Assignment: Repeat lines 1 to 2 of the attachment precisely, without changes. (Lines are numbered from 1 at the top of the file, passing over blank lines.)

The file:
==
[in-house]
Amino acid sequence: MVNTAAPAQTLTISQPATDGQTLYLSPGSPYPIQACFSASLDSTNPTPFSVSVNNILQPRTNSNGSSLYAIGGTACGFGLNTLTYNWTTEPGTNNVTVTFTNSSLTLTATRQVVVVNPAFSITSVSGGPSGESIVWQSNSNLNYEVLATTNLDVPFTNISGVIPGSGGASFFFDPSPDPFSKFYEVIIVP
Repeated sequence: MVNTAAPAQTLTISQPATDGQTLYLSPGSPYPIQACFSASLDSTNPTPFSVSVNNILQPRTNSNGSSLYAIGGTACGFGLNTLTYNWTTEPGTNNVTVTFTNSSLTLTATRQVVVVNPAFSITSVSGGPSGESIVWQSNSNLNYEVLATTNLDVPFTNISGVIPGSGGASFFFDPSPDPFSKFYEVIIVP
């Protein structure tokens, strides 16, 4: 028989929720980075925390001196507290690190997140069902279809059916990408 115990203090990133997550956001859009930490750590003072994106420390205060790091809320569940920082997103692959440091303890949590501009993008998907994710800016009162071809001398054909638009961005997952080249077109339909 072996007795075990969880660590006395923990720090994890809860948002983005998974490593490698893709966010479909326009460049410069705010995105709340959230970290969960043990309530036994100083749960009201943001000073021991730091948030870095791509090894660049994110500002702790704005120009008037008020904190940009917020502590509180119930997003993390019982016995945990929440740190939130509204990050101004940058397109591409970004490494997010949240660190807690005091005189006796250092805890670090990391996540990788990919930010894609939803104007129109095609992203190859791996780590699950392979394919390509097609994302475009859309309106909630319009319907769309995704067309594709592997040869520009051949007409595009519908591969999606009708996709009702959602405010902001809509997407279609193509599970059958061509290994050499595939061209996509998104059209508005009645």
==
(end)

[in-house]
Amino acid sequence: MVNTAAPAQTLTISQPATDGQTLYLSPGSPYPIQACFSASLDSTNPTPFSVSVNNILQPRTNSNGSSLYAIGGTACGFGLNTLTYNWTTEPGTNNVTVTFTNSSLTLTATRQVVVVNPAFSITSVSGGPSGESIVWQSNSNLNYEVLATTNLDVPFTNISGVIPGSGGASFFFDPSPDPFSKFYEVIIVP